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desire of fate, I might dwell in a drum, and take in
my sustenance with an old broken tobacco-pipe and a
straw. Dost thou ever think to bring thine ears or
stomach to the patience of a dry grace, as long as thy
table-cloth ? and dron'd out by thy son here (that
might be thy father) till all the meat o'thy board has
forgot it was that day i' the kitchen ? or to brook the
noise made in a question of predestination, by the good
labourers and painful eaters assembled together, put
to 'em by the matron your spouse; who moderates
with a cup of wine, ever and anon, and a sentence out
of Knoxe between? or the perpetual spitting before and
after a sober drawn exhortation of six hours, whose
better part was the hum-ha-hum ? or to hear pray’rs
groand out over thy iron chests, as if they were
charms to break 'em? And all this for the hope of two
apostle-spoons', to suffer ! and a cup to eat a cawdle
in! for that will be thy legacy. She'll ha' convey'd
her state safe enough from thee, an' she be a right

Win-w. Alas, I am quite off that scent now.
Quar. How so?

Win-w. Put off by a brother of Banbury, one that, they say, is come here, and governs all already.

Quar. What do you call him? I knew divers of those Banburians when I was in Oxford.

Win-w. Master Little-wit can tell us.

Lit. Sir! good Win go in, and if master Bartholomew Cokes his man come for the licence, (the little old fellow) let him speak with me ; what say you, gentlemen ?

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2 And all this for the hope of two A POSTLE-SPOONS.] They were of a round bowl, with a little head at the end, and cwelve in a set; from whence they had the name of apostle spoons. There was anciently a certain unguent or electuary, which from the number of its ingredients was called apoftolorum.

Win-w. What call you the reverend elder you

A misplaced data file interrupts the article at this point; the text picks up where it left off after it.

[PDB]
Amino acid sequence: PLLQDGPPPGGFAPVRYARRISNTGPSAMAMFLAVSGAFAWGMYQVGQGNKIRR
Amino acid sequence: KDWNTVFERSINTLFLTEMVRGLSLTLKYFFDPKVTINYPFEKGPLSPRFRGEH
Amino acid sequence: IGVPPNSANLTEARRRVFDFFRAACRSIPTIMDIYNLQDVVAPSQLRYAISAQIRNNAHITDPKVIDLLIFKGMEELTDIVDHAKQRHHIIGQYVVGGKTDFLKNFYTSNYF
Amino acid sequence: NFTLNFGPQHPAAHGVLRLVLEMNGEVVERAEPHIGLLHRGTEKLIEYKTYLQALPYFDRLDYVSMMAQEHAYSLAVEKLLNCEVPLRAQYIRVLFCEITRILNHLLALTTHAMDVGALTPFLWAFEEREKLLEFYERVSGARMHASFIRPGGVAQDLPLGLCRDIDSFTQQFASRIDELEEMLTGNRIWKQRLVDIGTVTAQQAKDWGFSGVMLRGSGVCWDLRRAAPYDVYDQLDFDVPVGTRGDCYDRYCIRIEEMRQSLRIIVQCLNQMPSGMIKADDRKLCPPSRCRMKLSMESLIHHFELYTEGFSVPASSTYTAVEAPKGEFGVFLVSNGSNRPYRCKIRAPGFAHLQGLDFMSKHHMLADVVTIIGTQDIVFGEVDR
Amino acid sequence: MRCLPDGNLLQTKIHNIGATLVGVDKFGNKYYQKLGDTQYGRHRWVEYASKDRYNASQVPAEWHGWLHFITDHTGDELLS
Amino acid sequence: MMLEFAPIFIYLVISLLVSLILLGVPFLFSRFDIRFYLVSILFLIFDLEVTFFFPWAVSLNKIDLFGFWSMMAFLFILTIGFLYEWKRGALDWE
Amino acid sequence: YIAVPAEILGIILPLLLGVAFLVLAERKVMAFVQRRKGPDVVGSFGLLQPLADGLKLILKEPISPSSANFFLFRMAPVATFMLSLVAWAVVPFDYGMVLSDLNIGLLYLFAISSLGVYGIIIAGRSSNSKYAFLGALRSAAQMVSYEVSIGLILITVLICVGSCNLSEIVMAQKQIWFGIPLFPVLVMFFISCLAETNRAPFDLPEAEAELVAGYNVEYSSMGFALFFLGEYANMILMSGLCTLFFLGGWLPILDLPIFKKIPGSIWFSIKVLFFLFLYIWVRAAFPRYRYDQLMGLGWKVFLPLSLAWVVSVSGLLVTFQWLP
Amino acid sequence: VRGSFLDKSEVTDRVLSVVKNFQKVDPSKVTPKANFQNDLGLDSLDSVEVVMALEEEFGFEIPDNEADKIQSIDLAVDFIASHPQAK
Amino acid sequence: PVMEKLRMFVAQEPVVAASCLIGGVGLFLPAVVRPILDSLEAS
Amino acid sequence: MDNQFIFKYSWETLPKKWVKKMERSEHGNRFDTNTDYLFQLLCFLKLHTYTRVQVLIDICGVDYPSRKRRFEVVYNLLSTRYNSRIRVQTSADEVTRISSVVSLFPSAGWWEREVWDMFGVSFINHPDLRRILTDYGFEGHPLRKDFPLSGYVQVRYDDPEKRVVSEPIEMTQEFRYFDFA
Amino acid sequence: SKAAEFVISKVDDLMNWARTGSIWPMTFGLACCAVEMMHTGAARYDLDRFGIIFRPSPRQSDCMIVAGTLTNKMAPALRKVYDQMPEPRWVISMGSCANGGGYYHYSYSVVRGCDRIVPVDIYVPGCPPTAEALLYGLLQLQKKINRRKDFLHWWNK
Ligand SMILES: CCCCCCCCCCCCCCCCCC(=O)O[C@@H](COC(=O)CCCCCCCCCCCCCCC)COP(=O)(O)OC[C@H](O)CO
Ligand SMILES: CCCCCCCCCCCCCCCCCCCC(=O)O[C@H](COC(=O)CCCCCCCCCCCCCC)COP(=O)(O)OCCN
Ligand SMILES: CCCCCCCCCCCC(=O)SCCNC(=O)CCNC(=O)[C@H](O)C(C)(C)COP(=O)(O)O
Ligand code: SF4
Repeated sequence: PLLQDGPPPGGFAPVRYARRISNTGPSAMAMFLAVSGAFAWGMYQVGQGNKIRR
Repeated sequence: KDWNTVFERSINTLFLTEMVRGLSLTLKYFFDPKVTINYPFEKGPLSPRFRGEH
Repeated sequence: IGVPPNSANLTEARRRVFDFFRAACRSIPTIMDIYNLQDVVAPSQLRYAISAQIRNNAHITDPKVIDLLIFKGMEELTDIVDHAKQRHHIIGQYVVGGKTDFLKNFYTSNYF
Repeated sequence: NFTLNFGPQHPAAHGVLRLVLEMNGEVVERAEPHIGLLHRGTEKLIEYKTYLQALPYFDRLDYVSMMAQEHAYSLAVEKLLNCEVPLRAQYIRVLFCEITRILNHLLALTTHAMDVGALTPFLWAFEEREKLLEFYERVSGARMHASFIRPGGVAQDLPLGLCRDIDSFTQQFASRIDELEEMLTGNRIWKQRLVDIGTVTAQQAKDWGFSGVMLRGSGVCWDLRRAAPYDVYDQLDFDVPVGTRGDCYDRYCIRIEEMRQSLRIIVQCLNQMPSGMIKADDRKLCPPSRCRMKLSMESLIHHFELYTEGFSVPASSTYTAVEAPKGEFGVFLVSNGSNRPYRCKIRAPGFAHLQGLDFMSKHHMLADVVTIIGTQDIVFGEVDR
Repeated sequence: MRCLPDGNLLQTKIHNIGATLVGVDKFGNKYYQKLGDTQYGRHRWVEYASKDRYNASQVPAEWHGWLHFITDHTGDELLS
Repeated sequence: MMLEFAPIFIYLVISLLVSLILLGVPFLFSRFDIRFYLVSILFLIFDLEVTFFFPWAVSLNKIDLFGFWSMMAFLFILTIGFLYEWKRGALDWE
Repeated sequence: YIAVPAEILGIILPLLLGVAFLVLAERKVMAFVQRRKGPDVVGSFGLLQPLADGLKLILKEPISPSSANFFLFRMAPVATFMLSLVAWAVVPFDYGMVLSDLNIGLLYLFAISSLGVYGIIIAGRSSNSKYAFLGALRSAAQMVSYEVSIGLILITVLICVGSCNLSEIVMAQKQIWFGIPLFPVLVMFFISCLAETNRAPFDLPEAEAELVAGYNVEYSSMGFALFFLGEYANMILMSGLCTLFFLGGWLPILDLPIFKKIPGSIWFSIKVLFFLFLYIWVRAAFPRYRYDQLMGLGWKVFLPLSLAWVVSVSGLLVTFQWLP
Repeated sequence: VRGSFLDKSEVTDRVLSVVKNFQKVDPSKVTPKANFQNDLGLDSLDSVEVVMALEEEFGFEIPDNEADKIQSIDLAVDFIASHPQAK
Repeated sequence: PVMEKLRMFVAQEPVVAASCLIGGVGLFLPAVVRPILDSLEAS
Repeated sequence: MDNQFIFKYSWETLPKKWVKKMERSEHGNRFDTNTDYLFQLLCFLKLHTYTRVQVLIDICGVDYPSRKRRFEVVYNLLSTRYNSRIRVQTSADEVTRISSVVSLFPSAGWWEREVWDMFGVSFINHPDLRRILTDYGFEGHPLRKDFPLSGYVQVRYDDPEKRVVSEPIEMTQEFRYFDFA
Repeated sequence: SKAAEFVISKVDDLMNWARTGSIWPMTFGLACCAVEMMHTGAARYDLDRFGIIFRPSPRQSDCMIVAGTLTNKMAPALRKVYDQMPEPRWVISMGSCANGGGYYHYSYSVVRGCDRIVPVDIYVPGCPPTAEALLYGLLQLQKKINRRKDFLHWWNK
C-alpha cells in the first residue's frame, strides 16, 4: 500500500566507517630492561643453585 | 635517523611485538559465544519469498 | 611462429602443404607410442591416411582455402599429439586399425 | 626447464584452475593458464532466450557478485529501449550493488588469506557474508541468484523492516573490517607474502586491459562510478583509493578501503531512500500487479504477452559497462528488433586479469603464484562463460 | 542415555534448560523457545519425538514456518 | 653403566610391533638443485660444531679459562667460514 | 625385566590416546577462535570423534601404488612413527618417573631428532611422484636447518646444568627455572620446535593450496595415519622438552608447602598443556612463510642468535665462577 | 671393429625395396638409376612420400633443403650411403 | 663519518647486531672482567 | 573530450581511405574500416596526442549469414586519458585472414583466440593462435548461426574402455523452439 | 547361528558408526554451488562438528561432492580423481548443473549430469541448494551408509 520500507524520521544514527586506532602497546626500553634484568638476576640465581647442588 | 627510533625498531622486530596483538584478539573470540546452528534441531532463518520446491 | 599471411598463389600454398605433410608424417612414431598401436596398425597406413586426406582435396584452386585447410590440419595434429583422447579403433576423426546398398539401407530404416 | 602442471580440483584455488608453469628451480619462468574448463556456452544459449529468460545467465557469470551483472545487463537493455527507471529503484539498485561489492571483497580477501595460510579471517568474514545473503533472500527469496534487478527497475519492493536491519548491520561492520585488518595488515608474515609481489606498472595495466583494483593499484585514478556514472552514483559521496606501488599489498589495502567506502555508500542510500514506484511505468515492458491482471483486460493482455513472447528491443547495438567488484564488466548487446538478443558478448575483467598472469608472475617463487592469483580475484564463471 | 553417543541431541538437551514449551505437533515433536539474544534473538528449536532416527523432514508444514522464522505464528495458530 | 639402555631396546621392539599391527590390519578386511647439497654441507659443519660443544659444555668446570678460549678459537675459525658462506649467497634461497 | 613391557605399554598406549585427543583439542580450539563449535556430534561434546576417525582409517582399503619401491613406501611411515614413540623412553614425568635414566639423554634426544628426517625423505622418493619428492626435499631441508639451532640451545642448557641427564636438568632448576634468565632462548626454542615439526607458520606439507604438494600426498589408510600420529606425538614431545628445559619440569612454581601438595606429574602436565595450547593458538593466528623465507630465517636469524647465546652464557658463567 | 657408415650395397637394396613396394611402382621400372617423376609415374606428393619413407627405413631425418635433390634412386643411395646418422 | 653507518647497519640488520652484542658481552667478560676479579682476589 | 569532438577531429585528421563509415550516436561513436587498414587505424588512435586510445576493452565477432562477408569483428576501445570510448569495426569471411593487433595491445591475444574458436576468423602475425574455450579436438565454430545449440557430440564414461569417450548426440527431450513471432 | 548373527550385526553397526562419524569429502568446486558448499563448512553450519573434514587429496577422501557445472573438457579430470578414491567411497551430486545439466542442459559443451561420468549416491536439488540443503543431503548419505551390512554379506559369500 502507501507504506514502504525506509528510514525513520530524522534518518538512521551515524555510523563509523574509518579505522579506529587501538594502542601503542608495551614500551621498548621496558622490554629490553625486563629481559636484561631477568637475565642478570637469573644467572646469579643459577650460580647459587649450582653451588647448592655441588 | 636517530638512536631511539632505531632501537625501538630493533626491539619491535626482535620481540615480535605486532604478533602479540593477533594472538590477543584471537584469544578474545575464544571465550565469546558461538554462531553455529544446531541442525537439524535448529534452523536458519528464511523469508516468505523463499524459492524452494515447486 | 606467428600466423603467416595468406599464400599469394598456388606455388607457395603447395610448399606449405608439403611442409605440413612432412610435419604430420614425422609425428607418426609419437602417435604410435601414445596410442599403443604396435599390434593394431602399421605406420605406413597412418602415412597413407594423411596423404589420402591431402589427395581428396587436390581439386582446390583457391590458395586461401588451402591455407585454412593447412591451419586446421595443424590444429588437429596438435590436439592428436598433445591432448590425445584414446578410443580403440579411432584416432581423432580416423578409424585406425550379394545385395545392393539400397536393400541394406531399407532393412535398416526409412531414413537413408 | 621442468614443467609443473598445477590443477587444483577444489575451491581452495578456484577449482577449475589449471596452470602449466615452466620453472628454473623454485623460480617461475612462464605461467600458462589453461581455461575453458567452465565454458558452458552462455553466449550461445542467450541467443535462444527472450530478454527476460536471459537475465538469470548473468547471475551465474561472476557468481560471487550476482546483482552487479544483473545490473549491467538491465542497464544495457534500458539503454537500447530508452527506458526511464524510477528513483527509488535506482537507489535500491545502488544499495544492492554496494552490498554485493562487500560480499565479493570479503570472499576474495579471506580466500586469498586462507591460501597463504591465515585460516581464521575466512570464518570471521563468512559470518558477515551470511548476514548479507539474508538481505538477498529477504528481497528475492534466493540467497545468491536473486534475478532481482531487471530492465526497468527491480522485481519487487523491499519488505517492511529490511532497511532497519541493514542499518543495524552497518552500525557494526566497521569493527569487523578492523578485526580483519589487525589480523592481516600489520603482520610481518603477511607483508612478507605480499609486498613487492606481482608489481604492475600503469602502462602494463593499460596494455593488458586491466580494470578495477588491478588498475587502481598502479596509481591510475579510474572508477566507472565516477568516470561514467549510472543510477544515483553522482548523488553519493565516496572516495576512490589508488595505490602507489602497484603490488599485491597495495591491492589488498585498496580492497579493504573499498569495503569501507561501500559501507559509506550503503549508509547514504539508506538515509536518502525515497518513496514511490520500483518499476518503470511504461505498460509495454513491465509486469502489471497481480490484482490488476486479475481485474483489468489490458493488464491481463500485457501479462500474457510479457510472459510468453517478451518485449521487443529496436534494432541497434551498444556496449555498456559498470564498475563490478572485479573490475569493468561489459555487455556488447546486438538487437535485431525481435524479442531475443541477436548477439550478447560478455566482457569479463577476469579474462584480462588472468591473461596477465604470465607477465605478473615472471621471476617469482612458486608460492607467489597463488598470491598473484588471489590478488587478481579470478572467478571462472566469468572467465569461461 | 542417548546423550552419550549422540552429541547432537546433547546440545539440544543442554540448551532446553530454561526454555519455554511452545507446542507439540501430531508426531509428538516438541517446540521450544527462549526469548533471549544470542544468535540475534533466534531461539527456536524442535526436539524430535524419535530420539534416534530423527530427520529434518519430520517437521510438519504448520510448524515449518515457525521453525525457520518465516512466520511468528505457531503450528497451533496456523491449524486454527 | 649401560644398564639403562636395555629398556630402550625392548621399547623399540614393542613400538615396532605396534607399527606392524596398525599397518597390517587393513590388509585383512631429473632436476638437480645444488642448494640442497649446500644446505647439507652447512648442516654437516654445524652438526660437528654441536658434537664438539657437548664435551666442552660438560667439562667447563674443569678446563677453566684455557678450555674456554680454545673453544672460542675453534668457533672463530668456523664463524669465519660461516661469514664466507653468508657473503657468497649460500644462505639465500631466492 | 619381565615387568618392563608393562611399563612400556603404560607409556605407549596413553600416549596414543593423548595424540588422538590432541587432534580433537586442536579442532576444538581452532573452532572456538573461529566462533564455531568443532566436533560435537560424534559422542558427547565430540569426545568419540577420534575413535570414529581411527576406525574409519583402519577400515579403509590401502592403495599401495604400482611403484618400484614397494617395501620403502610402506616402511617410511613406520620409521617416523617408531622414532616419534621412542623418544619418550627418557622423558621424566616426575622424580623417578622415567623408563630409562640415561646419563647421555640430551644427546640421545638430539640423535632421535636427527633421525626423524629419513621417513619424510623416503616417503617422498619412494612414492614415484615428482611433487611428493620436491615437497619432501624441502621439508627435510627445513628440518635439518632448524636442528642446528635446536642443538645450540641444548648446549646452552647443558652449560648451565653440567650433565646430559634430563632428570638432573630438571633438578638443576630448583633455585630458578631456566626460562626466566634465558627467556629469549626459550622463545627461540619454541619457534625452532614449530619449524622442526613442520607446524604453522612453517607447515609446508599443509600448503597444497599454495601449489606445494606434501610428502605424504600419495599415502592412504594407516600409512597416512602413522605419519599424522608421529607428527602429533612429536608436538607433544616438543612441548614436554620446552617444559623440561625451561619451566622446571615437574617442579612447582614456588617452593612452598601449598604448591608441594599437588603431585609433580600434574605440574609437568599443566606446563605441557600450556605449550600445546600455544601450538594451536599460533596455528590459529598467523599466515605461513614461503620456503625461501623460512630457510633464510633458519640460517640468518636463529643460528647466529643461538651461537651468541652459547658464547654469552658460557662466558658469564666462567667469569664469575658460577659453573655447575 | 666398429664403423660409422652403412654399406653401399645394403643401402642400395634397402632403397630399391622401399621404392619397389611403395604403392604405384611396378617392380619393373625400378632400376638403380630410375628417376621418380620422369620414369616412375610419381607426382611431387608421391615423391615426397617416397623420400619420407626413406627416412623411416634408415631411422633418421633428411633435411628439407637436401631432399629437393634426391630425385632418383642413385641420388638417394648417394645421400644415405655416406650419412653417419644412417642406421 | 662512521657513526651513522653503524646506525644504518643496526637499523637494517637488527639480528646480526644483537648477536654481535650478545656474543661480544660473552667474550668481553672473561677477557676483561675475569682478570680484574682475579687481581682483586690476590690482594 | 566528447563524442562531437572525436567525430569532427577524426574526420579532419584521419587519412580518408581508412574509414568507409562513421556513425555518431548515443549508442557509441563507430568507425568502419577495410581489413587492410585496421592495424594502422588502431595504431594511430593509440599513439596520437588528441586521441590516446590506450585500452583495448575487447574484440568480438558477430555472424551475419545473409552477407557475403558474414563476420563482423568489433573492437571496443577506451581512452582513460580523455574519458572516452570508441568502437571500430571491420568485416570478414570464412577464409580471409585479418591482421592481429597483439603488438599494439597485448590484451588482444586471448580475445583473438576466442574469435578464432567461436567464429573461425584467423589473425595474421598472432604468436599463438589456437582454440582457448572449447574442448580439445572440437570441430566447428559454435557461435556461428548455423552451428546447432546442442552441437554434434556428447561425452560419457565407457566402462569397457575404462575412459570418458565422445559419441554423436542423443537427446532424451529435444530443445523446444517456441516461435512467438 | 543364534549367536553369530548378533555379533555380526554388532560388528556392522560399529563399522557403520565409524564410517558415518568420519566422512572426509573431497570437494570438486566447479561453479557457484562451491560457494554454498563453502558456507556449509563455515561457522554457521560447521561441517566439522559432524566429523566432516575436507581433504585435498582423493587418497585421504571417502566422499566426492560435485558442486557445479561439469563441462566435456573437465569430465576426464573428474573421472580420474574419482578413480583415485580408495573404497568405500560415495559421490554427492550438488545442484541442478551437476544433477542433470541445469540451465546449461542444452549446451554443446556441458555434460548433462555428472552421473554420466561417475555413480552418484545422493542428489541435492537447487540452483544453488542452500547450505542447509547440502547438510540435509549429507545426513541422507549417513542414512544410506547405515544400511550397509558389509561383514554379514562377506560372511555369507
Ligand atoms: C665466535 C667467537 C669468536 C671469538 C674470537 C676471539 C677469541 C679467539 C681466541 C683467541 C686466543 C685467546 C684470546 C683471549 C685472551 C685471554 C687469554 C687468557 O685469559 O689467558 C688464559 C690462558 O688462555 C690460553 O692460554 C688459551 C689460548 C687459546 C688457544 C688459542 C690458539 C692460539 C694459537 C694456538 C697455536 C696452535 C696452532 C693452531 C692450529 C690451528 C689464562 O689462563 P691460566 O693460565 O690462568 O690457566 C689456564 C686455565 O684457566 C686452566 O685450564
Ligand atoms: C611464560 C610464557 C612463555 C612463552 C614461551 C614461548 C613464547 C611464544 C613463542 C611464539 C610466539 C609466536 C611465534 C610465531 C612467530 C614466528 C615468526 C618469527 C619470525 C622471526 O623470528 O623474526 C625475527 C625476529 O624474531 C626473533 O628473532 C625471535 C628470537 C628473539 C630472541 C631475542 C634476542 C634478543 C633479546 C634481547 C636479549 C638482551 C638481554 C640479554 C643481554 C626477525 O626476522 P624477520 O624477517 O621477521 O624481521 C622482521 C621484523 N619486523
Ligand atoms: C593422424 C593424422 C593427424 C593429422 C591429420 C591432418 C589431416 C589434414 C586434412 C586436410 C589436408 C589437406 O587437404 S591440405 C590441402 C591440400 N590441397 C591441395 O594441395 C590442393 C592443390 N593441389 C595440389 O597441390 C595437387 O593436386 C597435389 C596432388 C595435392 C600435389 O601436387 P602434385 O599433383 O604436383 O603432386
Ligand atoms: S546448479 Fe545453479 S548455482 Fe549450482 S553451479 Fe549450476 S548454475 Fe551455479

told me of your Banbury man?

Lit. Rabbi Busy, fir; he is more than an elder, he is a prophet, fir.

Quar. O, I know him! a baker, is he not?

Lit. He was a baker, sir, but he does dream now, and see visions; he has given over his trade.

Quar. I remember that too; out of a scruple he took, that (in spic'd conscience) those cakes he made, were serv'd to Bridales, May-poles, Morrisses, and such profane feasts and meetings; his christen-name is Zeal-of-the-land.

Lit. Yes, fir, Zeal-of-the-land Busy.
Win-w. How! what a name's there!

Lit. O they have all such names, siro; he was witness for Win here, (they will not be callid Godfathers) and nam'd her Win-the-fight : you thought her name had been Winnifred, did you not?

Win-w. I did indeed.

Lit. He would ha' thought himself a stark reprobate, if it had.

Quar. I, for there was a blue-starch woman o' the name at the same time. A notable hypocritical vermin it is; I know him. One that stands upon his face, more than his faith, at all times : ever in feditious motion, and reproving for vain-glory; of a most lunacick conscience and spleen, and affects the violence of singularity in all he does : (he has undone a grocer here, in Newgate-market, that broke with him, trusted him with currans, as errant a zeal as he, that's by the way :) by his profession he will ever be i’ the state of innocence though, and childhood ; derides all antiquity, defies any other learning than inspiration ; and what discretion foever years should afford him, it is all prevented in his original ignorance: ha' not to do with him, for he is a fellow of a most arrogant and invincible dulness, I assure you. Who is this?


T 3

Waspe, Little-wit, Win-wife, Quarlous.
Waf. By your leave, gentlemen, with all my
heart to you ; and give you good morrow.

Little-wit, my business is to you.

business is to you. Is this licence ready?

Lit. Here I ha' it for you in my hand, master Humphrey.

Waf. That's well; nay, never open or read it to me, it's labour in vain, you know. I am no clerk, I scorn to be sav'd by my book, i' faith I'll hang first; fold it up o' your word, and gi' it me; what must you ha' for't?

Lit. We'll talk of that anon, master Humphrey.

Waf. Now, or not at all, good mr. Proctor, I am for no anons, I assure you.